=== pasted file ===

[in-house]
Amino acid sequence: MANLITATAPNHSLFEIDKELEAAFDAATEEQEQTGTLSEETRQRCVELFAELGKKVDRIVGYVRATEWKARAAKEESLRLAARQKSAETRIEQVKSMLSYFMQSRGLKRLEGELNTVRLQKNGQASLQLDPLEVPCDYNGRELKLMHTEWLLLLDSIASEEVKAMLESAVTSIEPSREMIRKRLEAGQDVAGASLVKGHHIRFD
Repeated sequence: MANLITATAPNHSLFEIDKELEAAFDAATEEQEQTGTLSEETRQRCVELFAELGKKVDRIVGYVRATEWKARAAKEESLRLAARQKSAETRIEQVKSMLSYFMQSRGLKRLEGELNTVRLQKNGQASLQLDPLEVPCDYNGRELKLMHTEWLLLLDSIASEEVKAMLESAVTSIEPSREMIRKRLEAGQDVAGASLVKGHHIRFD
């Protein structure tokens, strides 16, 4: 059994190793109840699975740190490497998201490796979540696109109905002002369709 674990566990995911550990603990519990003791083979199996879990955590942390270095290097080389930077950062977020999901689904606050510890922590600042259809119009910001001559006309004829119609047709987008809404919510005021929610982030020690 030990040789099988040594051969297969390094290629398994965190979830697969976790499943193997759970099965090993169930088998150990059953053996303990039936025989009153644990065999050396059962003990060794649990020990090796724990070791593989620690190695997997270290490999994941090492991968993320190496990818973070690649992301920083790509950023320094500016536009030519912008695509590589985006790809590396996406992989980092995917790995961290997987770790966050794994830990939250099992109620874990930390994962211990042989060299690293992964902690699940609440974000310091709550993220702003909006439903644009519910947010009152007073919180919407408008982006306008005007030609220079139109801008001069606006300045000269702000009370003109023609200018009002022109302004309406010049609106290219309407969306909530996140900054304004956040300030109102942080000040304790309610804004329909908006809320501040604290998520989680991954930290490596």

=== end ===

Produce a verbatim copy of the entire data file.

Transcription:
[in-house]
Amino acid sequence: MANLITATAPNHSLFEIDKELEAAFDAATEEQEQTGTLSEETRQRCVELFAELGKKVDRIVGYVRATEWKARAAKEESLRLAARQKSAETRIEQVKSMLSYFMQSRGLKRLEGELNTVRLQKNGQASLQLDPLEVPCDYNGRELKLMHTEWLLLLDSIASEEVKAMLESAVTSIEPSREMIRKRLEAGQDVAGASLVKGHHIRFD
Repeated sequence: MANLITATAPNHSLFEIDKELEAAFDAATEEQEQTGTLSEETRQRCVELFAELGKKVDRIVGYVRATEWKARAAKEESLRLAARQKSAETRIEQVKSMLSYFMQSRGLKRLEGELNTVRLQKNGQASLQLDPLEVPCDYNGRELKLMHTEWLLLLDSIASEEVKAMLESAVTSIEPSREMIRKRLEAGQDVAGASLVKGHHIRFD
């Protein structure tokens, strides 16, 4: 059994190793109840699975740190490497998201490796979540696109109905002002369709 674990566990995911550990603990519990003791083979199996879990955590942390270095290097080389930077950062977020999901689904606050510890922590600042259809119009910001001559006309004829119609047709987008809404919510005021929610982030020690 030990040789099988040594051969297969390094290629398994965190979830697969976790499943193997759970099965090993169930088998150990059953053996303990039936025989009153644990065999050396059962003990060794649990020990090796724990070791593989620690190695997997270290490999994941090492991968993320190496990818973070690649992301920083790509950023320094500016536009030519912008695509590589985006790809590396996406992989980092995917790995961290997987770790966050794994830990939250099992109620874990930390994962211990042989060299690293992964902690699940609440974000310091709550993220702003909006439903644009519910947010009152007073919180919407408008982006306008005007030609220079139109801008001069606006300045000269702000009370003109023609200018009002022109302004309406010049609106290219309407969306909530996140900054304004956040300030109102942080000040304790309610804004329909908006809320501040604290998520989680991954930290490596």